Stephen A. Byrne is scheduled to plead guilty to at his hearing scheduled at 10 a.m. Thursday at the Matthew J. Perry Federal Courthouse in Columbia, a news release from McCoy’s office said.
Judge Mary G. Lewis. will preside over the hearing.
In addition to the federal charges, a state investigation is also underway, which is led by S.C. State Law Enforcement Division (SLED).
Byrne will plead guilty to the charge of conspiracy to commit mail and wire fraud, which carries a maximum penalty of 5 years in federal prison and a fine of up to $250,000.
FITSNews founding editor Will Folks reported in June that this is the first criminal plea aggreement in connection with Nuke Gate.
In Will’s words….
For those of you in need of a refresher on this disaster, here it is: State lawmakers – led by senator Luke Rankin – allowed state-owned utility Santee Cooper to amass billions of dollars in debt on the botched construction of two since-abandoned nuclear reactors in Jenkinsville, S.C. Additionally, lawmakers socialized more than $2 billion of the investment risk related to the project for Byrne’s former company.
In June, a federal judge granted a motion “to put the brakes on a civil complaint related to the South Carolina NukeGate fiasco,” our founding editor Will Folks also reported. “This decision clears the way for McCoy’s office to ramp up its criminal probe of this command economic disaster – which cost ratepayers and taxpayers in the Palmetto State more than $10 billion (and counting).”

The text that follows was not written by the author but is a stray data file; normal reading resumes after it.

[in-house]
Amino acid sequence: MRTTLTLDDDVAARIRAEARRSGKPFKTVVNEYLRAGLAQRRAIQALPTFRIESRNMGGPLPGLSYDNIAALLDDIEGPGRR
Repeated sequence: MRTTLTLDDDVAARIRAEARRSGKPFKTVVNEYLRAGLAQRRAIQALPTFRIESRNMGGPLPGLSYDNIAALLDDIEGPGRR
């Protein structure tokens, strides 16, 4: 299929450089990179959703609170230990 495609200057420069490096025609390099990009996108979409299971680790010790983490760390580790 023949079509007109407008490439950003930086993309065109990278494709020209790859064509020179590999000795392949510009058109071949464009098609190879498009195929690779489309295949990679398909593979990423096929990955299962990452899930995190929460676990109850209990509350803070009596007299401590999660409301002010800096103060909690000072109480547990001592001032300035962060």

That complaint accused these executives of “defrauding investors by making false and misleading statements about a nuclear power plant expansion that was ultimately abandoned.”
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SCANA – which has since been sold to Virginia-based Dominion Energy – and government-run utility Santee Cooper were partners on the NukeGate project, a definitional command economic failure. Spurred on by the S.C. General Assembly, SCANA and Santee Cooper spent (or borrowed) $10 billion on the construction of a pair of next-generation reactors in Jenkinsville, S.C. that were supposed to have been operational in 2016 and 2017, respectively.
Despite the massive cash outlay, the project was never finished – and the two utilities couldn’t afford the estimated $10-16 billion price tag necessary to complete it. On July 31, 2017 Santee Cooper pulled the plug on the reactors. Shortly thereafter, it was revealed executives at both utilities knew the project was doomed for years and didn’t warn the public.
Instead, they allegedly concealed this critical information from regulators while continuing to raise rates and rack up additional debt.
In fact, Santee Cooper was caught telling blatant mistruths on bond documents – and attempted to raise rates on its consumers related to the project just eight days before it announced the abandonment.
–Founding Editor Will Folks contributed to this report.
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